Posts Tagged Training and Education

A Blog About Blogging

In all the excitement that can come from sharing ideas, opinions and information, I find myself pausing to consider the painfully philosophical question of ‘why’ or, more accurately, ‘why, at all’. Hitting publish on a blog post is often accompanied by real or metaphorical crossed fingers, hoping that words painstakingly crafted will reach at least one set of eyes in the drink through a fire hose that is the Internet and the myriad of sites in its makeup. Writing for this blog is no exception – sharing about technology on the Internet seems like an extra layer to work through, an almost ‘meta’ fight for interest and attention when discussing the overwhelming nature of social media, for example, on the same sites that create the confusion we describe.

According to some sources, no less than 2 million blog posts are written in a single 24-hour period ( 2 million posts create 2 million thoughts, and at least 2 million people clamoring for attention, validation or answers. Why, then, are we writing? Why does this blog exist? Who do we write for and why should they read what we create?

As much as we label blogs and similar Internet activities as a means to share and connect, I would argue that, more often, we write almost exclusively for ourselves.

Is this selfish? Perhaps. Is this a terrible thing we must work to rid ourselves of? Not at all.

In fact, writing for ourselves is one of the best things we can do for others; for the colleagues we share an institution with and, most importantly, for the students we have the privilege of sharing our stories with.

Writing, like any other activity we engage in, carries with it the imperative of self-expression and exploration. More than an opportunity or assumption, blogging gives us space to process ideas and share opinions. The finished product represents an intriguing and still somewhat mysterious process – we may not see each edit or backspace, but we still see a work in progress. No blog post is truly finished; it remains a courageous act of publicly sharing an often too private process of understanding our students, our institutions and our field. In sharing our process, we, in some small yet meaningful way, encourage others to do the same.

– Lisa Endersby is the Manager, Student and Campus Life at Seneca College in Ontario, Canada. She is also working to connect and engage NASPA technology friends and fans in her role supporting Community Engagement in the NASPA Technology Community.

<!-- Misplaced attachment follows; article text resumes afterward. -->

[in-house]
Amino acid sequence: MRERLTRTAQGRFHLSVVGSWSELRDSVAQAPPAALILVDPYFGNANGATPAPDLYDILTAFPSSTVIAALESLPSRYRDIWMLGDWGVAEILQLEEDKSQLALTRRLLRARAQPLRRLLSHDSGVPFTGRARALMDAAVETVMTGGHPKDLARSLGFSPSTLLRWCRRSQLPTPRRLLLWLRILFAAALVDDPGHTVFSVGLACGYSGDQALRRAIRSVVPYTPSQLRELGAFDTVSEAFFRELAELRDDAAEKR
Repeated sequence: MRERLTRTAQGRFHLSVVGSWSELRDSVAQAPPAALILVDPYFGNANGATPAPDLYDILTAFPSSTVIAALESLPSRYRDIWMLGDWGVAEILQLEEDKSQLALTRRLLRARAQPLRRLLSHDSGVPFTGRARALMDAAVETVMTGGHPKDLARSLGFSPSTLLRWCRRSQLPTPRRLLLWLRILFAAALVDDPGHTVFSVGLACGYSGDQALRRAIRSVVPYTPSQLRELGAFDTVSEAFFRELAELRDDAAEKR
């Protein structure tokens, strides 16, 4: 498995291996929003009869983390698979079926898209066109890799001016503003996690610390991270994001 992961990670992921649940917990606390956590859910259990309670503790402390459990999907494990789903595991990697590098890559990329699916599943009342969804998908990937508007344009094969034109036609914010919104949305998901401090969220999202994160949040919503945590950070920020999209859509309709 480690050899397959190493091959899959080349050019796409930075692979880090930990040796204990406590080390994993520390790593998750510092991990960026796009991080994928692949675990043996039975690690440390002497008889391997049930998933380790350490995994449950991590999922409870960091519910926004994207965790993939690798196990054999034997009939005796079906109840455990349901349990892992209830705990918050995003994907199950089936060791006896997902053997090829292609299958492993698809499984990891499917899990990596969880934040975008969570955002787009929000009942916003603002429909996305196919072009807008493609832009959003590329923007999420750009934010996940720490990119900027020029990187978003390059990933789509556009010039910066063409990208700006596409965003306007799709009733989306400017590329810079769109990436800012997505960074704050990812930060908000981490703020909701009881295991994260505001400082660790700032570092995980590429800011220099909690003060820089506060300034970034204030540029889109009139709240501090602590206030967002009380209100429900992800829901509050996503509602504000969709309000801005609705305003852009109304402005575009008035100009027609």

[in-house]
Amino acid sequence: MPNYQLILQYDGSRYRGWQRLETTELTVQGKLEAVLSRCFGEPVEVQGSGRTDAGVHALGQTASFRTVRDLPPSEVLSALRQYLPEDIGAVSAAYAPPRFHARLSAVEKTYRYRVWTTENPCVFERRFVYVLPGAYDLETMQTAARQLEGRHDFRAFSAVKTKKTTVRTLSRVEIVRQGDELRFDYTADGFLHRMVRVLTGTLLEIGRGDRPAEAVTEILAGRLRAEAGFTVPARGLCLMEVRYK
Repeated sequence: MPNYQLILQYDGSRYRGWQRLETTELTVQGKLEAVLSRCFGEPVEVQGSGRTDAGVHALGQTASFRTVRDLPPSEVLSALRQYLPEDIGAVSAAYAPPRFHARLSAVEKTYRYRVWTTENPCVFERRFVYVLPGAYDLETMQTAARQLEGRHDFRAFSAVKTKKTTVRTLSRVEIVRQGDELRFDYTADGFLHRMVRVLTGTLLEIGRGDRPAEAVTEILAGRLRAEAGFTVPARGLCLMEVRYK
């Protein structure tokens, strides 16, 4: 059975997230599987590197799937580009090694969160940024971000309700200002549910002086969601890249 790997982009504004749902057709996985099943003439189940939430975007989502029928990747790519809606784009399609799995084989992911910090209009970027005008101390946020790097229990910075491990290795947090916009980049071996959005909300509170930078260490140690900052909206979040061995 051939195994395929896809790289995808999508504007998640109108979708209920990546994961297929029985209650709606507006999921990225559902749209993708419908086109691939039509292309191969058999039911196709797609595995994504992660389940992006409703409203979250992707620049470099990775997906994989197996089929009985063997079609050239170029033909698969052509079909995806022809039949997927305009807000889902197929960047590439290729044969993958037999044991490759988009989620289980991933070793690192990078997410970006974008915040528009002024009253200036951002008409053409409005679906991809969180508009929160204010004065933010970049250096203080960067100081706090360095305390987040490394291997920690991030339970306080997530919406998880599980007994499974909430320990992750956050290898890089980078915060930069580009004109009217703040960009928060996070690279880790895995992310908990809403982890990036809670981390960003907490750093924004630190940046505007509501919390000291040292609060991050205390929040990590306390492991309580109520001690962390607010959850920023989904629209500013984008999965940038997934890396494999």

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Proposed Student Affairs Grad Technology Competencies

Hello everyone!

Over the last few weeks, NASPA TKC Grad Liaisons Kevin Vailliere and Ryan Michaud have been working very diligently to create some draft technology competencies for Students Affairs graduate students. Please take some time to read through their proposal!

A new student affairs professional should be able to…


Put forth a positive, professional identity on social media sites
Manage a departmental, divisional, or program-based blog
Create an engaging PowerPoint (or similar form of media) presentation
Operate Microsoft Office and similar programs in an efficient manner
Operate Adobe Acrobat, especially when using PDFs
Create and manage strong passwords
Teach colleagues how to use technologies mentioned above


Code in basic languages such as HTML, CSS, or JavaScript
Utilize advanced features in standard computer software such as Microsoft
Excel, Publisher, and Word
Create interactive, engaging social media/marketing campaigns
Operate design programs such as InDesign and Adobe PhotoShop
Implement new technology (e.g. tablets and SMART Boards) into educational
and instructional settings
Stay abreast of new trends in technology and social media
Teach colleagues how to use technologies mentioned above


Code in advanced languages such as Perl or C++
Create a viable social media presence for departments or divisions that (a)
engages students and interested parties in an appropriate manner (b) creates
content and (c) keeps interested parties in touch with events and relevant
Use design programs to create aesthetically pleasing flyers, advertisements, and
images that convey important information and enhance departmental reputation
Create a university-approved app for iOS or Android
Teach colleagues how to use technologies mentioned above

Things to include:
Other social media presence
SEO (and SEM)/Marketing tactics (hire marketing firm?)
Internet browser usage? (i.e. Chrome vs. Firefox vs. IE)

If you have comments, questions, or other feedback about this proposal, please send it to or

We are VERY excited about the possibility of having grad competencies in technology, and look forward to hearing your thoughts!

– Ryan Michaud is a graduate student at the University of Maine; Kevin Vailliere is a graduate student at Texas A&M University